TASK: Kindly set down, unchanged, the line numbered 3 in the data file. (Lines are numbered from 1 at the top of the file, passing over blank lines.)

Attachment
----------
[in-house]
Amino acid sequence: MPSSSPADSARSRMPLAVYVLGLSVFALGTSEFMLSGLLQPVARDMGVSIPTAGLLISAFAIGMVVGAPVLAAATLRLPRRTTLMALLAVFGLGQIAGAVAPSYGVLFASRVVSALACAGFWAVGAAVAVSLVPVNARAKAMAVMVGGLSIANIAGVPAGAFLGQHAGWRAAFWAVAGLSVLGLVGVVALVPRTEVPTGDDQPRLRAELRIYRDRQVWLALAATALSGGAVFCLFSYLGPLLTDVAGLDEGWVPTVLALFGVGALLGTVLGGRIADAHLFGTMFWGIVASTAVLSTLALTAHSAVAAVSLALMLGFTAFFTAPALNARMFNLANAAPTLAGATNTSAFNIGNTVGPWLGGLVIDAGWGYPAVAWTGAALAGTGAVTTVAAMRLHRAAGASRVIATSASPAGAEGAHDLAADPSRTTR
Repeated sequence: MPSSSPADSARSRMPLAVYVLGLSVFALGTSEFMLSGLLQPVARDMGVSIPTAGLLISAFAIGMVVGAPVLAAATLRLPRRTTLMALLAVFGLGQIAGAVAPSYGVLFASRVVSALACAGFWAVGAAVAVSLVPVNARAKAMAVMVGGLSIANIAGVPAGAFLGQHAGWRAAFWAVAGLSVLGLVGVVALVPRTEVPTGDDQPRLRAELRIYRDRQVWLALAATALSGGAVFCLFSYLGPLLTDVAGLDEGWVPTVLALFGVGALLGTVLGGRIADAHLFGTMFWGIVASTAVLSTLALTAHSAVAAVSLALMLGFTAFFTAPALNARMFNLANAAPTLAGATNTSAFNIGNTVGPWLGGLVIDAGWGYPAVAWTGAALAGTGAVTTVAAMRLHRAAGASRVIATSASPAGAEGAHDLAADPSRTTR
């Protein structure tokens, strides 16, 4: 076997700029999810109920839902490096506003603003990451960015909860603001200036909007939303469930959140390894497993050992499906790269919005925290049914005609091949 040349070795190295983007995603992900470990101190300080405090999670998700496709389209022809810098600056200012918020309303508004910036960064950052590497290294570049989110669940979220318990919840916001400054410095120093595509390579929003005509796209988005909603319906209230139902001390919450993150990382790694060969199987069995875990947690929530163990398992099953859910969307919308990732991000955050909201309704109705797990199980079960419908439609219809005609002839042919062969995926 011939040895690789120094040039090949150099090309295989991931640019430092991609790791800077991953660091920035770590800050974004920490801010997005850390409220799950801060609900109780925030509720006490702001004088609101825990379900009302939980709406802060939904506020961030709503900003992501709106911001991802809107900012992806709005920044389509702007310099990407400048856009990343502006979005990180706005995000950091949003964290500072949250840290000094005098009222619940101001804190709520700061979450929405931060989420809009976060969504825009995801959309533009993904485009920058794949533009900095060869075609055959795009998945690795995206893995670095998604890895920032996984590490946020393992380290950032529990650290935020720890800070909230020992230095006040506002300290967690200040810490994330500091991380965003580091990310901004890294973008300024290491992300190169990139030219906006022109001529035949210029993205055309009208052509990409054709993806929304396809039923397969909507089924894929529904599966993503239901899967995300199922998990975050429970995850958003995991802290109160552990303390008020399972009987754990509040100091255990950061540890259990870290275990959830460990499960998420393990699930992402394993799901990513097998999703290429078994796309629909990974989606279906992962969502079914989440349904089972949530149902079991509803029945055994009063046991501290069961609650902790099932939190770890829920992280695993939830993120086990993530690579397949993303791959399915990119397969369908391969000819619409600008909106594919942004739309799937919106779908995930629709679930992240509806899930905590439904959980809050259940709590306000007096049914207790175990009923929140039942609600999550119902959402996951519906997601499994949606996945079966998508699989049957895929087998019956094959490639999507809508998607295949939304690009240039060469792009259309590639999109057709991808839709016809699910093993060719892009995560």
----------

Repeated sequence: MPSSSPADSARSRMPLAVYVLGLSVFALGTSEFMLSGLLQPVARDMGVSIPTAGLLISAFAIGMVVGAPVLAAATLRLPRRTTLMALLAVFGLGQIAGAVAPSYGVLFASRVVSALACAGFWAVGAAVAVSLVPVNARAKAMAVMVGGLSIANIAGVPAGAFLGQHAGWRAAFWAVAGLSVLGLVGVVALVPRTEVPTGDDQPRLRAELRIYRDRQVWLALAATALSGGAVFCLFSYLGPLLTDVAGLDEGWVPTVLALFGVGALLGTVLGGRIADAHLFGTMFWGIVASTAVLSTLALTAHSAVAAVSLALMLGFTAFFTAPALNARMFNLANAAPTLAGATNTSAFNIGNTVGPWLGGLVIDAGWGYPAVAWTGAALAGTGAVTTVAAMRLHRAAGASRVIATSASPAGAEGAHDLAADPSRTTR